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October 2020

Resource management in KDE

Filed under
Development
KDE

Edmundson started by explaining that the job of a desktop environment is deliver applications to the user. Users "need to be in control", he said. That role has become more complicated in recent years. Some time ago, when a user was running a web browser like Firefox or a chat application like Kopete, the management of running processes was easy. The user could run a ps command and would see just one line of output for each of those applications. This was easy to understand and self-explanatory.

Now, the situation is "very different". When a user opens a Firefox instance they can get a dozen processes; Discord in a Flatpak ("because it is cool now") launches 13 processes. The ps output is unreadable; it consists of "random names doing random things". Just understanding that output is difficult; aggregating the results to get an idea of how much CPU time or power the application is using has become even more challenging. There is thus a need to track processes properly in desktop environments, since the available data no longer means anything. We "need some metadata", Edmundson concluded.

Fairness is also an increasingly important issue. Edmundson gave an example of Krita, an advanced graphics application. It performs some heavy processing, all contained within a single process. On the other hand, Discord has those 13 processes, many of which will be making heavy use of the CPU "because it is written in Electron". The system's CPU scheduler will see those two applications as 14 opaque processes, not knowing what they correspond to. This means that Krita could get only 1/14 of the available CPU time, even though it represents half of the applications running. Metadata about running applications needs to propagate through the whole software stack to be available to the scheduler, he said.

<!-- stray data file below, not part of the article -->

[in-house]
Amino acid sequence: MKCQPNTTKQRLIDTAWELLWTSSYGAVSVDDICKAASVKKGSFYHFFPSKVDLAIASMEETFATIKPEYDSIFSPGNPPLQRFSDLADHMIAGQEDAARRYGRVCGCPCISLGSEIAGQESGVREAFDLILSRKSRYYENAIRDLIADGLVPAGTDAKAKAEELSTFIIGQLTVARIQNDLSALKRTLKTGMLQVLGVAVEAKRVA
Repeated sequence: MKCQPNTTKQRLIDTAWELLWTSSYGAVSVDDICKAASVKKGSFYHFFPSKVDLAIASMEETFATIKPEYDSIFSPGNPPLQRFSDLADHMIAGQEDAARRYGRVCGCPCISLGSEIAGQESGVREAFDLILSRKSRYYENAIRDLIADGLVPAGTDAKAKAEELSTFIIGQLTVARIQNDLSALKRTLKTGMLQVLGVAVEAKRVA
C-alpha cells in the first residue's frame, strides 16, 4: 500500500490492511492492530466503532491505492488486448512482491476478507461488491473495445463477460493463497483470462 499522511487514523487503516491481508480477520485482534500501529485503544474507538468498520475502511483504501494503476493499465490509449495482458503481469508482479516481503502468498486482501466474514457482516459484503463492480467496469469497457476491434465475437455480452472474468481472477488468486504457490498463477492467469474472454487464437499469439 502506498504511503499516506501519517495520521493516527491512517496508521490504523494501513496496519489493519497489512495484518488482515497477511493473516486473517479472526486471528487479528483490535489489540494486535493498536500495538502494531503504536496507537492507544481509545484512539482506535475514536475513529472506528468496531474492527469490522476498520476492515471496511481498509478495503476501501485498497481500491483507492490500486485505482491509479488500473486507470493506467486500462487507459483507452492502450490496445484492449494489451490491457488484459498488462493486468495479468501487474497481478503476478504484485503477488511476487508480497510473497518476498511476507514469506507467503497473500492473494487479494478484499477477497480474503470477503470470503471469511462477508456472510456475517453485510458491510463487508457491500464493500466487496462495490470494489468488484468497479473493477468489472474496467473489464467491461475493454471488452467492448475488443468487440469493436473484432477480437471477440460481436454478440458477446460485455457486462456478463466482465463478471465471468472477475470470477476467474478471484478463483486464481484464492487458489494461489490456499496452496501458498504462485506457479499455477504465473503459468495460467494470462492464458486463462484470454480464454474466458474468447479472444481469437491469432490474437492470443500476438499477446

One of Plasma's tasks is mapping windows to applications. More precisely, it tries to map windows to their associated desktop files — the configuration files containing metadata that are used, for example, to create menu entries. Applications open windows and "we hope we can match it all up". The Plasma developers use a lot of hacks and heuristics to perform this matching, but "we do not like guessing", he said. He made an example of a Firefox window being used to watch an Akademy talk like his. There is an audio icon inside that window, but this icon is not managed by the same process as the one controlling the outer window, he explained. Plasma needs to find the link between them, and "it is an arbitrary guessing game".

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Kernel: Arm/Arm64, Linux 5.10, Intel Propping up Windows, and FBCON

Filed under
Linux
  • The Arm64 memory tagging extension in Linux [LWN.net]